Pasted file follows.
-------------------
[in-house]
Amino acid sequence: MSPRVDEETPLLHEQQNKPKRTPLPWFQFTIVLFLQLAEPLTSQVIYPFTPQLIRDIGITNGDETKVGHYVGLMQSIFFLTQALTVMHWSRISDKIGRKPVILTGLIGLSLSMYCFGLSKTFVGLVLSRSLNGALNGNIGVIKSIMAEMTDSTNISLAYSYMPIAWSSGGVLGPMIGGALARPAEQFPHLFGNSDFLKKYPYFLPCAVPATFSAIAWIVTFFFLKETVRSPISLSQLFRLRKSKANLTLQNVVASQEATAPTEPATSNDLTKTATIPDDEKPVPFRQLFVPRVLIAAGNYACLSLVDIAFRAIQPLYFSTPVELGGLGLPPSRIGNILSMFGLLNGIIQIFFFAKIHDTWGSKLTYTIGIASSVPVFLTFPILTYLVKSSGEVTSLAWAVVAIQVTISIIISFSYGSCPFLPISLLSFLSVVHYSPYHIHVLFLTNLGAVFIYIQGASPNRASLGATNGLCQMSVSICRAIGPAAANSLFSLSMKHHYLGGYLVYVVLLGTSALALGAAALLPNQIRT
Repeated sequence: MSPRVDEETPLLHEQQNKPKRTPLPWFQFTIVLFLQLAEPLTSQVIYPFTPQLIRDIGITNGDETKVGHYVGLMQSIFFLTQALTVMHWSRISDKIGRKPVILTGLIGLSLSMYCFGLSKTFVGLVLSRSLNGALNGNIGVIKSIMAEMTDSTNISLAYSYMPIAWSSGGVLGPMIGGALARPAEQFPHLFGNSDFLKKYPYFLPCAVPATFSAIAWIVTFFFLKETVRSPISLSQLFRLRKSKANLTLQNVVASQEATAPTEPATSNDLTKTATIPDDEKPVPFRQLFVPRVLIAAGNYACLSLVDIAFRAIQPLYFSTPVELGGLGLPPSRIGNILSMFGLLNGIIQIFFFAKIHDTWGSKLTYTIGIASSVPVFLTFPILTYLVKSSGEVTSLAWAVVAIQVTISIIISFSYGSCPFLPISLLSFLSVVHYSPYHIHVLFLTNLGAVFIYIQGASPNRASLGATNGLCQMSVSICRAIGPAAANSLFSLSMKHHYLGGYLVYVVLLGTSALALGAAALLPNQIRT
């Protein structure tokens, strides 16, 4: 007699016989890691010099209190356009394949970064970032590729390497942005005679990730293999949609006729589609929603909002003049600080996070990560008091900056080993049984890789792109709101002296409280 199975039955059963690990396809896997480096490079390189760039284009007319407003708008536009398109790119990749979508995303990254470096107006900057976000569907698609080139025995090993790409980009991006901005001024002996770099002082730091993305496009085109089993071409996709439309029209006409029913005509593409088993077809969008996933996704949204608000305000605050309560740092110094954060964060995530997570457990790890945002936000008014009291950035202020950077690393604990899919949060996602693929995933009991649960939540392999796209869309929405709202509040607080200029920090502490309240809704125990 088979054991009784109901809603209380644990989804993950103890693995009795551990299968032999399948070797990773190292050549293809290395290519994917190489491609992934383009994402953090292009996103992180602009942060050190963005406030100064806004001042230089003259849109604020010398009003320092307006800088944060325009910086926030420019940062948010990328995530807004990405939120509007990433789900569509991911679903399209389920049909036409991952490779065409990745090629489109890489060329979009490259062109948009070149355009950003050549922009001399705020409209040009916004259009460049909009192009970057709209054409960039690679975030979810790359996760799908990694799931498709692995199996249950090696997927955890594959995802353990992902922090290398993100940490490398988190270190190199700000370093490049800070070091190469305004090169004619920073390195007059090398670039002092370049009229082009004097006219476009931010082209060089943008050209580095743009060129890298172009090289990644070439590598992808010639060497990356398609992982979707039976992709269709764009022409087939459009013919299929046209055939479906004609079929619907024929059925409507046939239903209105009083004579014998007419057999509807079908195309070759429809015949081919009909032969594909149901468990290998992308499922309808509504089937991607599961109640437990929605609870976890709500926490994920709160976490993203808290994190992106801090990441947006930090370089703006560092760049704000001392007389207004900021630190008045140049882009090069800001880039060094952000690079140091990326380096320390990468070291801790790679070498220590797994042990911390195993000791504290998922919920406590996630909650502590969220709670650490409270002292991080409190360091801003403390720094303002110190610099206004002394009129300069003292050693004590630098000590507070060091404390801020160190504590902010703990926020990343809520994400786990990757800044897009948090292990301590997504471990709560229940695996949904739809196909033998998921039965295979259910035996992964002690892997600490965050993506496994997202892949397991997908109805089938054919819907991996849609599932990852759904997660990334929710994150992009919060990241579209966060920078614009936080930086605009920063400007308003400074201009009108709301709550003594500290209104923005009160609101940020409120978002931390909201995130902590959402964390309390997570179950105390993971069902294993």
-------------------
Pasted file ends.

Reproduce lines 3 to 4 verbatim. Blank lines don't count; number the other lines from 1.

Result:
Repeated sequence: MSPRVDEETPLLHEQQNKPKRTPLPWFQFTIVLFLQLAEPLTSQVIYPFTPQLIRDIGITNGDETKVGHYVGLMQSIFFLTQALTVMHWSRISDKIGRKPVILTGLIGLSLSMYCFGLSKTFVGLVLSRSLNGALNGNIGVIKSIMAEMTDSTNISLAYSYMPIAWSSGGVLGPMIGGALARPAEQFPHLFGNSDFLKKYPYFLPCAVPATFSAIAWIVTFFFLKETVRSPISLSQLFRLRKSKANLTLQNVVASQEATAPTEPATSNDLTKTATIPDDEKPVPFRQLFVPRVLIAAGNYACLSLVDIAFRAIQPLYFSTPVELGGLGLPPSRIGNILSMFGLLNGIIQIFFFAKIHDTWGSKLTYTIGIASSVPVFLTFPILTYLVKSSGEVTSLAWAVVAIQVTISIIISFSYGSCPFLPISLLSFLSVVHYSPYHIHVLFLTNLGAVFIYIQGASPNRASLGATNGLCQMSVSICRAIGPAAANSLFSLSMKHHYLGGYLVYVVLLGTSALALGAAALLPNQIRT
């Protein structure tokens, strides 16, 4: 007699016989890691010099209190356009394949970064970032590729390497942005005679990730293999949609006729589609929603909002003049600080996070990560008091900056080993049984890789792109709101002296409280 199975039955059963690990396809896997480096490079390189760039284009007319407003708008536009398109790119990749979508995303990254470096107006900057976000569907698609080139025995090993790409980009991006901005001024002996770099002082730091993305496009085109089993071409996709439309029209006409029913005509593409088993077809969008996933996704949204608000305000605050309560740092110094954060964060995530997570457990790890945002936000008014009291950035202020950077690393604990899919949060996602693929995933009991649960939540392999796209869309929405709202509040607080200029920090502490309240809704125990 088979054991009784109901809603209380644990989804993950103890693995009795551990299968032999399948070797990773190292050549293809290395290519994917190489491609992934383009994402953090292009996103992180602009942060050190963005406030100064806004001042230089003259849109604020010398009003320092307006800088944060325009910086926030420019940062948010990328995530807004990405939120509007990433789900569509991911679903399209389920049909036409991952490779065409990745090629489109890489060329979009490259062109948009070149355009950003050549922009001399705020409209040009916004259009460049909009192009970057709209054409960039690679975030979810790359996760799908990694799931498709692995199996249950090696997927955890594959995802353990992902922090290398993100940490490398988190270190190199700000370093490049800070070091190469305004090169004619920073390195007059090398670039002092370049009229082009004097006219476009931010082209060089943008050209580095743009060129890298172009090289990644070439590598992808010639060497990356398609992982979707039976992709269709764009022409087939459009013919299929046209055939479906004609079929619907024929059925409507046939239903209105009083004579014998007419057999509807079908195309070759429809015949081919009909032969594909149901468990290998992308499922309808509504089937991607599961109640437990929605609870976890709500926490994920709160976490993203808290994190992106801090990441947006930090370089703006560092760049704000001392007389207004900021630190008045140049882009090069800001880039060094952000690079140091990326380096320390990468070291801790790679070498220590797994042990911390195993000791504290998922919920406590996630909650502590969220709670650490409270002292991080409190360091801003403390720094303002110190610099206004002394009129300069003292050693004590630098000590507070060091404390801020160190504590902010703990926020990343809520994400786990990757800044897009948090292990301590997504471990709560229940695996949904739809196909033998998921039965295979259910035996992964002690892997600490965050993506496994997202892949397991997908109805089938054919819907991996849609599932990852759904997660990334929710994150992009919060990241579209966060920078614009936080930086605009920063400007308003400074201009009108709301709550003594500290209104923005009160609101940020409120978002931390909201995130902590959402964390309390997570179950105390993971069902294993």